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Self concensus at work
on May 3, 2005
An email friend used the term "self consensus" to describe the process by which we start with a known person- ourselves- and move in small steps away from that to construct our image of another person we know via email. This book is a good illustration of that idea.
The story is about a minnow and a tadpole. They look alike, so they must be alike, right? The frog wakes up to having grown legs and the fish is astounded- this cannot be! They are both fish! Time goes on and the fish grows into a larger fish and the tadpole into a frog. Finally the frog is able to leave the pond, but eventually he returns to tell his old friend about the world. The fish pictures the birds as colorful fish with wings, the cow as a hilarious furry fish with horns and udders and the people as fish in clothing with hair. Of course the fish wants to see these amazing things so he jumps out, only to discover that he really needs to be in his cool, watery element to survive.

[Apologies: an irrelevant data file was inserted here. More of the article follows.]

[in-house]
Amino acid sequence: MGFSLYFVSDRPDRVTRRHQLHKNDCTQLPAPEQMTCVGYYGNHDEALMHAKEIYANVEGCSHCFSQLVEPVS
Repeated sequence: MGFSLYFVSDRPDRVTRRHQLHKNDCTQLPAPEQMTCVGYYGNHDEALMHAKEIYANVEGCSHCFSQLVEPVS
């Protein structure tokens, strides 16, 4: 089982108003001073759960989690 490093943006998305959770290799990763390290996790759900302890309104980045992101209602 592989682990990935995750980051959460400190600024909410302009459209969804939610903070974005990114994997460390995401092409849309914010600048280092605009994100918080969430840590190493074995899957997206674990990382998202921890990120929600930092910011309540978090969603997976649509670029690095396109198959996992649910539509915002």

The illustrations are fairly simple colored pencil drawings- at least until we get to the creatures outside the pond. My children found the "birds" interesting, but the cow and the humans had them in stitches. They found those critters to be some of the funniest things they can imagine- and my 8 yo was able to understand and articulate that we base our assumptions on what we already know and understand. A pretty good lesson for kids to learn, IMO, as well as a sweet story of friendship between two very different creatures.